The Real Jersey Shore, A Local Perspective
From the first time I set foot on the USC campus, one question has plagued me. No matter who I meet or where I meet them, almost every person I have encountered has asked me the same question the moment I tell them where I am from: “Is that what it’s really like?” I almost dread telling people because saying that I am from New Jersey, and more specifically the Shore area, has become a little tiring. This will be my final explanation, for all of the people who I am yet to meet: I’m going to let down my pouf and let everyone what the Jersey Shore is really like, from guidos to grenades and everything in between.
I personally have all the makings of a guido or more properly, a “guidette”. I’m really just a few spray tan sessions and the occasional fistfight away from being one. I was born on Staten Island, I’m Italian, and I now live by the Jersey Shore. MTV probably would classify me as a guido and unfortunately for others like me, thanks to this show as well as others (Real Housewives, Jerseylicious, Jersey Couture), so would a lot of people. Maybe no one else has noticed, but of the 8 people on Jersey Shore, only 2 are from New Jersey: Sammi and the Situation. The rest are mostly from New York and your girl’s fave DJ randomly showed up from Rhode Island (that would be Pauly D, in case you didn’t know).
That’s lesson number one about Jersey Shore. It’s named for where they are, not where they are from. However, every summer people from these places do tend to storm the Shore, and if an outsider were to visit certain beaches during the day, they would find tons of guidettes flocking around juiceheads, trying to get noticed in their miniscule bikinis, while at a club later that night they would find tons of guidettes flocking around juiceheads trying to get noticed in their miniscule dresses. You know who probably wouldn't be found at that beach? My friends, most of my town, other non-guido New Jersey residents – and me.
New Jersey has a lot of beaches, and most locals don’t want to be bothered with people whose names consist of one letter and an exclamation point. In fact, we had a name for those sorts long before Jersey Shore existed: Bennies, and there has been a “Benny Go Home” campaign along the Shore for as long as I can remember. Benny actually stands for Bergen/Bayonne, Elizabeth, Newark and New York, the places that these people tend to come from.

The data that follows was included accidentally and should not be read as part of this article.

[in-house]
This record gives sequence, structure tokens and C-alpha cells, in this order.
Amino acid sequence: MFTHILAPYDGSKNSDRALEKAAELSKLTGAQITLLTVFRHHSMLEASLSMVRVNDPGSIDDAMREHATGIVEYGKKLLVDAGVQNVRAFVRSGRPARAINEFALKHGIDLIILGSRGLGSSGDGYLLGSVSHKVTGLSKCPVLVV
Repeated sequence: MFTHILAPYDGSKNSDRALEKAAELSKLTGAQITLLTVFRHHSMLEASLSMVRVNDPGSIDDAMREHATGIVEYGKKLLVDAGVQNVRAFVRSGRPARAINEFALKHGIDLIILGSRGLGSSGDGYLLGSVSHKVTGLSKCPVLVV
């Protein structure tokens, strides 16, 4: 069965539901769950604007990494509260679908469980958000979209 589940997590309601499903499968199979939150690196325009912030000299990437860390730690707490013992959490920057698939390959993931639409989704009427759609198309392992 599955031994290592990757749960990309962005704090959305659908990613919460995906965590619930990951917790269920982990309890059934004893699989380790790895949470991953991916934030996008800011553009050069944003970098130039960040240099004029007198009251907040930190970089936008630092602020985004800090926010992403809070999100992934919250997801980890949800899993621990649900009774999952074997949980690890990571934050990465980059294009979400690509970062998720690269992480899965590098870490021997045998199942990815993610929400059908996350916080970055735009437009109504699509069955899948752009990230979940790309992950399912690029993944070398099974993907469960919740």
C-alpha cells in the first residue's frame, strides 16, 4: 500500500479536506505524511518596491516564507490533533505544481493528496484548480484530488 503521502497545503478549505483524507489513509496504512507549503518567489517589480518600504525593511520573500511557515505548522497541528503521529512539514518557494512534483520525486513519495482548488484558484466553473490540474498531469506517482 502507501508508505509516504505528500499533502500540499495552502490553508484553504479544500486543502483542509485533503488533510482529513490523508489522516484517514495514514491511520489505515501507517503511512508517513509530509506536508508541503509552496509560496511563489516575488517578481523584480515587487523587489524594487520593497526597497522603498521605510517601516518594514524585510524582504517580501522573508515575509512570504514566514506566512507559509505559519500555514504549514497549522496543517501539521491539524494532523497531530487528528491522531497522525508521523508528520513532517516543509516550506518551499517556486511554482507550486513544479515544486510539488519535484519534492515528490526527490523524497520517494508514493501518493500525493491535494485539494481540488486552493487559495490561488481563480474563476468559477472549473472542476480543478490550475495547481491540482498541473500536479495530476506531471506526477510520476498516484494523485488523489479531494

The term has been used for years to describe the people viewed as polluting the local beaches due to intrusive and obnoxious behavior. Sound familiar? This was the precursor to the new infiltration of guidos, and it allowed the locals to be prepared. We tend to go to smaller, simple beaches and the guidos, Bennys, shoobies -- whatever you want to call them -- tend to gravitate towards the ones that offer more -- places with a boardwalk, or a pier or now, nightclubs. Technically, it's all part of the Jersey Shore, but if you want the real experience, small beaches are the place to go. This is where the real real people of the Shore spend their summers.
It’s hard to describe the Jersey Shore. There are so many different kinds of people and places. Just as describing any part of the California coast with overarching statements would be difficult, there is no one generalized image to represent the entire area. We are not all guidos and that is by choice. Sure, my fellow New York-Italian boyfriend and I may have been the most convincing-looking guido couple at a themed party, and it may have come almost too easily, but when it comes down to it, that’s not us and that’s not a significant amount of the people in New Jersey either. My point is, next time you watch Jersey Shore, try to remember that there is more to it than that. There are so many different kinds of people there. It's just that MTV doesn’t find them interesting enough to air. So please, stop asking me what it's really like, and if you don’t like it, come at me bro.
Reach reporter Samantha Rullo here.
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